235. Memorandum From the President’s Assistant for National Security Affairs (Kissinger) to President Nixon 1
- Some Positive Insights on Filipino Characteristics
Secretary Rogers has sent you a brief but remarkably perceptive report (Tab A)2 on the political and social character of the Filipinos, prepared by the Political Counselor of our Embassy in Manila. It illuminates those positive and stabilizing aspects of Philippine society which we have been groping to understand, but which are so often lost from view amid the welter of daily events.
I agree with Secretary Rogers that this paper displays real insights. Its main points are as follows:
- —There is no argument about the lack of visible progress in dealing with the Philippines’ major problems; graft and corruption,3 peace [Page 502]and order, the widening gap between rich and poor, government inefficiency, and the inadequacies of top leadership.
- —If there is general agreement that Philippine society is seriously ill, there is also equally firm agreement that a revolutionary situation does not exist. The reasons for the “perverse stability of this noisy, poorly governed, disorderly, under-achieving society” are:
- —There is a political system in the Philippines. The Constitution has been in effect for 35 years without suspension or having been rewritten by a “strong man.” Peaceful transfer of power repeatedly takes place. There is general agreement that the system needs revision, but there is equal agreement that the mechanism to bring about changes should be the Constitutional Convention.
- —In other developing countries of Asia we are concerned because the provinces do not identify with the capital. This is definitely not the case in the Philippines. A good internal civil air network, a nationwide radio network, and an excellent newspaper distribution system provide good communication within this society.
- —The Filipino is addicted to elections and if much energy is absorbed in the political game it fulfills the special purpose in the Philippines of serving to deal with the oriental problem of face. The Filipinos are unusual in Asia for knowing how to find a respected place for defeated ex-Presidents.4
- —The Philippine press helps drain off revolutionary pressure. This is a compulsively open society, where the life span of a secret is measured in hours. Scandals are hyper-ventilated. After a while this produces not indignation but boredom. A comparable phenomenon is indifference to student martyrs. The normal level of casual violence is so high in the Philippines that there is no general sense of outrage when a few students are shot.
- —The private sector of the economy works well. The road to wealth is open to the ordinary dishonest man. In most of developing Asia this road is controlled by the military.
- —The Filipino is less interested in good government than in government that is good to him. Like a gambler in Las Vegas, the system may wipe him out, but he is no more interested than the gambler in changing it. Tomorrow he may strike it lucky.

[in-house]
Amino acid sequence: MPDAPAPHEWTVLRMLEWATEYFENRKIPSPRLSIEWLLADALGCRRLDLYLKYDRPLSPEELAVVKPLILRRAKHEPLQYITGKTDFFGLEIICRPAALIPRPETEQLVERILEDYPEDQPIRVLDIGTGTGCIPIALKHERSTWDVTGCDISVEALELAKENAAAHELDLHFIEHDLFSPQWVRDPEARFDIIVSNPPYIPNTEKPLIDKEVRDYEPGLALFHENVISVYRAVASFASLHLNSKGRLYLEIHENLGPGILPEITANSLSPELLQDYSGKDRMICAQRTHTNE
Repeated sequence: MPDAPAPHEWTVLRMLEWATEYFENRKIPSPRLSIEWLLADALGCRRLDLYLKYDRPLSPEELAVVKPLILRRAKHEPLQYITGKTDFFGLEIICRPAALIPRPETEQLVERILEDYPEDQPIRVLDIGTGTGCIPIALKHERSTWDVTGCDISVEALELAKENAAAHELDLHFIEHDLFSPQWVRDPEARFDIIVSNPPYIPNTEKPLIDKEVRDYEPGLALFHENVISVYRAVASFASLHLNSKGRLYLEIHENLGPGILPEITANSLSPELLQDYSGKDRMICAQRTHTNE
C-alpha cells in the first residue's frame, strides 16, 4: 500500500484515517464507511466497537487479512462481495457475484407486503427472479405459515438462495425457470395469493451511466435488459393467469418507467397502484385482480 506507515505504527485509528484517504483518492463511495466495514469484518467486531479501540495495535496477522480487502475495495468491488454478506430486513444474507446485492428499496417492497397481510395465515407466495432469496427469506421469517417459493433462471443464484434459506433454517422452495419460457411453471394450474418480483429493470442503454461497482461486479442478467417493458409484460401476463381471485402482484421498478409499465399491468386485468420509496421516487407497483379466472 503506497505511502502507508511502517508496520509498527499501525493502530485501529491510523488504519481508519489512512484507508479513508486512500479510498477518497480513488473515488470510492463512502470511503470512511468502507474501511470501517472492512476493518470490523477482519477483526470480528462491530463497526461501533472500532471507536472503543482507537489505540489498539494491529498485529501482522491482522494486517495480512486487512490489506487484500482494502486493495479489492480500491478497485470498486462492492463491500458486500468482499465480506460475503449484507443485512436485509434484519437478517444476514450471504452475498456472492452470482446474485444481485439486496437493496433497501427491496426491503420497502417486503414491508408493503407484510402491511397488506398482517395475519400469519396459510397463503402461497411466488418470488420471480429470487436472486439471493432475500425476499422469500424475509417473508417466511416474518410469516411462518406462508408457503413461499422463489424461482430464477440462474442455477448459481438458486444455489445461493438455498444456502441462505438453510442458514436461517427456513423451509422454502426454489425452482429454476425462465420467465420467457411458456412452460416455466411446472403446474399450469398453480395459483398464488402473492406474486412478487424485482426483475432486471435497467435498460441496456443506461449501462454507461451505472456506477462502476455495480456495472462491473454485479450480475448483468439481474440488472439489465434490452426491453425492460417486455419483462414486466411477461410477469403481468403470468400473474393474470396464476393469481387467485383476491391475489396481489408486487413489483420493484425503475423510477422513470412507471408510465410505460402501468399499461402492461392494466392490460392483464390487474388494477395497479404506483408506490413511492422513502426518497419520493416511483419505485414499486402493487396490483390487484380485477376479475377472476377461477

- —Sheltered in his extended family system, linked by dual tires of loyalty and obligation upward and downward in the social structure, the Filipino is almost never alone, either actually or figuratively. The [Page 503]individual loneliness and alienation that is deeply troubling the society of the West is almost unknown in the Philippines. This is perhaps the essential reason why the average Filipino is optimistic about the future. To the despair of the revolutionaries, he has not lost his sense of humor, he is not bitter.
- —What are the limits? How much more can the long-suffering Filipino take before he accepts the arguments of those favoring violent change? Consensus for change develops slowly in a democracy, and if the needed change is basic as it is in the Philippines, it often takes a severe crisis to generate and sustain the consensus.
- —The alternative to peaceful reform in the Philippines is probably not revolution but anarchy. Those who try to end the anarchy may come from either the Right or Left but they will have to accept the fact that the Filipino will not tolerate too much government. He will be intractable and rebellious if his individualistic way of life is denied him.
- —The democratic values which the U.S. planted in the Philippines have now assumed their own indigenous forms. The roots are deep and if we have faith in the capacity of our own society to change and survive, we cannot give up hope for the Philippines.5
- Source: National Archives, Nixon Presidential Materials, NSC Files, Box 557, Country Files, Far East, Philippines, Vol. III. Confidential. Sent for information. The memorandum indicates the President saw it. A notation in Nixon’s handwriting to Kissinger reads “K—Do letter as I wrote.” Regarding this letter, see footnote 5 below.↩
- Tab A, Political Counselor Underhill’s report, sent as valedictory observations upon leaving the Philippines, was sent from Manila as airgram A–36, January 27. (Ibid., RG 59, Central Files 1970–73, POL Rogers forwarded it under cover of a memorandum to the President on February 25. Attached but not printed.↩
- For a different view of corruption and the abuse of power in the Philippines, see airgram A–4 from Cebu, February 8. (Ibid., POL 15–4 PHIL)↩
- Nixon underlined the last sentence (beginning with the word “how”) and wrote in the margin: “Like Mexico.”↩
- At the end of the memorandum Nixon wrote: “Dear Mr. Underhill: The Secretary of State has called to my attention your Airgram of __. This is one of the most perceptive, incisive and thoughtful analyses I have ever seen in reading hundreds of such reports over the past 20 years. The Nation is fortunate to have a man of your analytical ability in our foreign service. Cc to Rogers.” Attached but not printed is an undated letter to Underhill signed by President Nixon incorporating the notation almost verbatim.↩